Europe’s largest regional airline had accountancy firm EY on standby in preparation for the worst case scenario, according to Sky News. It comes less than 12 months after the airline was bailed out by a Virgin Atlantic-headed group of buyers.
The Government has allegedly been warned of the possibility that thousands could potentially lose their jobs of the airline collapses.
One source told Sky News on Sunday night that the Department for Transport and Department for Business, Energy and Industrial Strategy has been looking into whether the Government could provide emergency funds.
Flybe said last night: “Flybe continues to focus on providing great service and connectivity for our customers, to ensure that they can continue to travel as planned.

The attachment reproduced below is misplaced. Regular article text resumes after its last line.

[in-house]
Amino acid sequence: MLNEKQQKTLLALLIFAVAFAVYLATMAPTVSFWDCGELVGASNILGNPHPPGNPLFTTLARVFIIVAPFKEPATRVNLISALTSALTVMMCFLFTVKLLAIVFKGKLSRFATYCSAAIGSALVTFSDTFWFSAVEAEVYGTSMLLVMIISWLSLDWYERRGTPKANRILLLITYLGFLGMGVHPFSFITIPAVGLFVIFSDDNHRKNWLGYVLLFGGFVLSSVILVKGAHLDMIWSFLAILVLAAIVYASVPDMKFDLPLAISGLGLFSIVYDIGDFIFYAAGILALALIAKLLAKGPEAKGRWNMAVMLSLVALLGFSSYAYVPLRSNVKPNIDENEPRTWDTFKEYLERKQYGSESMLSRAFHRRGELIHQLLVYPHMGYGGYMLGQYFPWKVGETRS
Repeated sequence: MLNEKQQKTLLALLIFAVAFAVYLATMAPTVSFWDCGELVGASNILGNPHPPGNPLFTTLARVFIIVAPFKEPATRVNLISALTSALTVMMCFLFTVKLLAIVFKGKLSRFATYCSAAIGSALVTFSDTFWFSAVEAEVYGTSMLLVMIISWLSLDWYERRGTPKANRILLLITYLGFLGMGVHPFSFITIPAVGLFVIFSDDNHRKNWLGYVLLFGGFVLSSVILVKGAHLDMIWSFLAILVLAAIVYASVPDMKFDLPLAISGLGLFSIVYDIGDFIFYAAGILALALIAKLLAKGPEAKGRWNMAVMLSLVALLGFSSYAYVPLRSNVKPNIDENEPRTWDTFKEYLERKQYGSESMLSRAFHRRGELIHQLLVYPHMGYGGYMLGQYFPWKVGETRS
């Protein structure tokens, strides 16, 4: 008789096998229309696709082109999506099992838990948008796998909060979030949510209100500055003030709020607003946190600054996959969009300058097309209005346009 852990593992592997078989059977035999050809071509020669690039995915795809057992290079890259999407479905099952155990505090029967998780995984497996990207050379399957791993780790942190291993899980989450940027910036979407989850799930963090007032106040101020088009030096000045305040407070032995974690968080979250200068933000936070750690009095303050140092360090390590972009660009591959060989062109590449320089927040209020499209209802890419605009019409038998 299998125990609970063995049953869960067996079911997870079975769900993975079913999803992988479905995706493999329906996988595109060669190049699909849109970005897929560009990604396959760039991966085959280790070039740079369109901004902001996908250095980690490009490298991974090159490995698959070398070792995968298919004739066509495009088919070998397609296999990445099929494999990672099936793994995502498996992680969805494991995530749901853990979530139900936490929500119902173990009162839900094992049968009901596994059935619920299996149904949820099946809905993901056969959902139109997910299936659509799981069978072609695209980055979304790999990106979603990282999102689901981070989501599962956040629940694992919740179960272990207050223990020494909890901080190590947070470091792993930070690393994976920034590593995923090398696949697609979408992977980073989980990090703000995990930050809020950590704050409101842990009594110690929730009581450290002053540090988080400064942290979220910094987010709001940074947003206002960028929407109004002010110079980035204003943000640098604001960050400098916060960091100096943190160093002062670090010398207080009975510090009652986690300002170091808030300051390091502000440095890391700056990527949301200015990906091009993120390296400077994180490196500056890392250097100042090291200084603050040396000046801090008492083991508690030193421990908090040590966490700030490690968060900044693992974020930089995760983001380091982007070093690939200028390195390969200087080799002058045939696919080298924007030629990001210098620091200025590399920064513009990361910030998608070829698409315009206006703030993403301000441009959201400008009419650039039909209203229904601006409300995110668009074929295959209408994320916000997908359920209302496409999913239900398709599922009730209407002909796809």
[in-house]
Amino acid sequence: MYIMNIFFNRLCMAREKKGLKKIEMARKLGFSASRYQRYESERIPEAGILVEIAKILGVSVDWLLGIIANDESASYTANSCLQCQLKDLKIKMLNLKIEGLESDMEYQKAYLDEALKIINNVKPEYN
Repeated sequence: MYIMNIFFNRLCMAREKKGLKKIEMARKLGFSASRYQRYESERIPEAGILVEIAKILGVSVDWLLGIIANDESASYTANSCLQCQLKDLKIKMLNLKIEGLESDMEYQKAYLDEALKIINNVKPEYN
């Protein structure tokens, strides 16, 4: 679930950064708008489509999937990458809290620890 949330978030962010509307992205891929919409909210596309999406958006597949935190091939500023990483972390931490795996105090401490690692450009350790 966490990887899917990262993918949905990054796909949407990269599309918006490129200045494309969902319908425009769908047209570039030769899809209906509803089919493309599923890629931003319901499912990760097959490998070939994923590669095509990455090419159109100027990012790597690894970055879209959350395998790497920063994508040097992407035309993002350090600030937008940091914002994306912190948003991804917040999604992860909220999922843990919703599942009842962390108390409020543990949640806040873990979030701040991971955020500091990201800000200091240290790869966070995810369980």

“We don’t comment on rumour or speculation.”
Flybe began operating in 1979.
The airline handles more than half of the UK’s domestic flights outside of London.
It comes last year, the airline decided to scrap jet flights from four UK airports.
Passengers set to depart from Cardiff, Doncaster, Exeter and Norwich were affected in a move which was announced following a mass flight disruption in April.
READ MORE: Flybe passengers EVACUATED on Exeter runway as smoke fills cabin
Flybe CEO, Christine Ourmières-Widener said at the time: “Our fleet reduction has always been core to improving our profitability.
“We are committed to assisting all our affected employees across the impacted Flybe bases.
“We remain fully committed to Exeter, Cardiff and Doncaster airports and will continue to offer a comprehensive choice of regional and European destinations operated by our 78-seat Bombardier Q400 aircraft.”
The airline, while it cancelled the jet aircraft from the four hubs, continued flying the Q400 versions.
These comprise 78 seats and Flybe has classed them as “ideal” for its regional network.